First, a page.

Yes I know it's underfunded compared with need. What I'm saying is that it is cost-effective and valuable, and if we put even more money in, it would still be cost-effective and valuable. To cut funding is short-sighted.
    As for GP practices - Teisberg & Porter (2004) demonstrated in a very simple chart that USA states with a GP-led system were much lower cost and at the same time much higher quality of care (patient outcomes) than USA states with a hospital-led system. So USA is trying to be like UK NHS. Why are we trying to be like USA - beats me?

    Unsuitable or offensive? Report this comment

  • In regards to Ivan's comments;

    1) 'In fact we've only lost single handed, aging GPs who mostly should have retired a long time ago.' - a lot of us thanks to the bankers have got to work on to 70. So I'm curious as to the age of the GPs you are refering to?

    2) So long as Pulse and other journals fill their collumns with moaning GPs it's hardly a surprise that younger doctors don't want to join them. Many of us call a spade a spade and are not puppets on strings. It is only fair that the younger generation are aware of what is actually going on and not what is spun by our 'leaders'.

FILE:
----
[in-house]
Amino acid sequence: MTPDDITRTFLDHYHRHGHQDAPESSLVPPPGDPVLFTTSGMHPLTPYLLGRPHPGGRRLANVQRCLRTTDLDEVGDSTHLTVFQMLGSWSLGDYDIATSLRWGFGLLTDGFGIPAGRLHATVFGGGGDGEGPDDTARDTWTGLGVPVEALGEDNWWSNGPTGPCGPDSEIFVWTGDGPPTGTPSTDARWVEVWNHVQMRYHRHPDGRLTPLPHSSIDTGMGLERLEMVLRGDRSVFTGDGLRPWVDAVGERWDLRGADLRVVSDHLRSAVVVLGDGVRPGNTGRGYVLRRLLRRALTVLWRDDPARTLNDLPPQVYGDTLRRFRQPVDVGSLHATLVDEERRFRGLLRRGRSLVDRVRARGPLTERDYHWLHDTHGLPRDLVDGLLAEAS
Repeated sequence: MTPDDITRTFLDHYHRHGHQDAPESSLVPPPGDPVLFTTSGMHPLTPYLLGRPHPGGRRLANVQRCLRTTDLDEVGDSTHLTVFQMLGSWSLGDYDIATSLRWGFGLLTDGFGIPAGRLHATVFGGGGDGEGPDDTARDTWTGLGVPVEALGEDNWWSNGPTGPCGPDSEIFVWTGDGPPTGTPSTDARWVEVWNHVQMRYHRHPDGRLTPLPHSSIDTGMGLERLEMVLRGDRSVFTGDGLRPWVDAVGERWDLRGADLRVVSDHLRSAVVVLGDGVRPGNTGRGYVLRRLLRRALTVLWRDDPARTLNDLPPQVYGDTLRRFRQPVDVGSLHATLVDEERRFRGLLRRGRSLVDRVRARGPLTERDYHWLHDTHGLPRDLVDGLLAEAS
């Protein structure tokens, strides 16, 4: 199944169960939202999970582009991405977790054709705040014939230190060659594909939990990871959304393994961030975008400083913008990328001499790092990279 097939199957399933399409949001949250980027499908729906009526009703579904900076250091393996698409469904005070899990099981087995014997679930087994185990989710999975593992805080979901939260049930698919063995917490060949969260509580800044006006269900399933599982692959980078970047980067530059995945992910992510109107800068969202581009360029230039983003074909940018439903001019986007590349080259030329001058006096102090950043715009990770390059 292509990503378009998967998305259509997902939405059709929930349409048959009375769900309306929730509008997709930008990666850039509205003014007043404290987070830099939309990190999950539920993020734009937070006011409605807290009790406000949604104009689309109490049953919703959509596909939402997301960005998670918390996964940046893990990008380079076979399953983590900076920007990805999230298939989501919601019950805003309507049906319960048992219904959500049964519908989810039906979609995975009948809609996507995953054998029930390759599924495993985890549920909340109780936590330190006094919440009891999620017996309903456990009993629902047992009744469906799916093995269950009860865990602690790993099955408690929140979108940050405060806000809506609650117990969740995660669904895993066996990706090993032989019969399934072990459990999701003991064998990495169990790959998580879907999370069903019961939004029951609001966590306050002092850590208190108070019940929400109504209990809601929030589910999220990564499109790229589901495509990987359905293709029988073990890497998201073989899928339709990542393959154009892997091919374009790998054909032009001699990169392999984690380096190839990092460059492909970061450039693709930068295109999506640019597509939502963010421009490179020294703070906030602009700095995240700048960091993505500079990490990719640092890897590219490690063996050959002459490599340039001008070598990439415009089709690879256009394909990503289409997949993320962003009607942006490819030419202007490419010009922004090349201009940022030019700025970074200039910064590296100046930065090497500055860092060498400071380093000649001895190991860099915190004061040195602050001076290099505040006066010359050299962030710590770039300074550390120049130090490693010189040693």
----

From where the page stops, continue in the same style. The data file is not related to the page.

3) Every advert I see says 'friendly team' but the reality is not bourne out by their interview experiences. I agree with you on that one.

    4) I'm sure anonynous commentators will rage against these views, but really we have to sell ourselves if we want a wokforce, not denigrate our vocation. Being a doctor is fantastic .... just not in the UK.

    Unsuitable or offensive? Report this comment

  • Ivan
    I also notice that you are listed as a salaried GP. You therefore do not have the same legal and financial responsibility for running a practice as a partner. If it is all so wonderful, why are you not a partner?

    Unsuitable or offensive? Report this comment

  • Anonymous | GP Partner | 12 September 2014 4:06pm

    Ivan is a partner in Whalley Range in Manchester. I believe he's on the CCG board, which makes his comments even more unprofessional.

    There is a case here for his removal from the CCG.

    Unsuitable or offensive? Report this comment

  • If he is on the CCG board, does that mean that other GPs in Manchester voted him in?
    I would be interested to hear from other GPs locally what they think of Ivan's ideas ( but not personal comments about him!)

    Unsuitable or offensive? Report this comment

View results 10 results per page20 results per page50 results per page

Have your say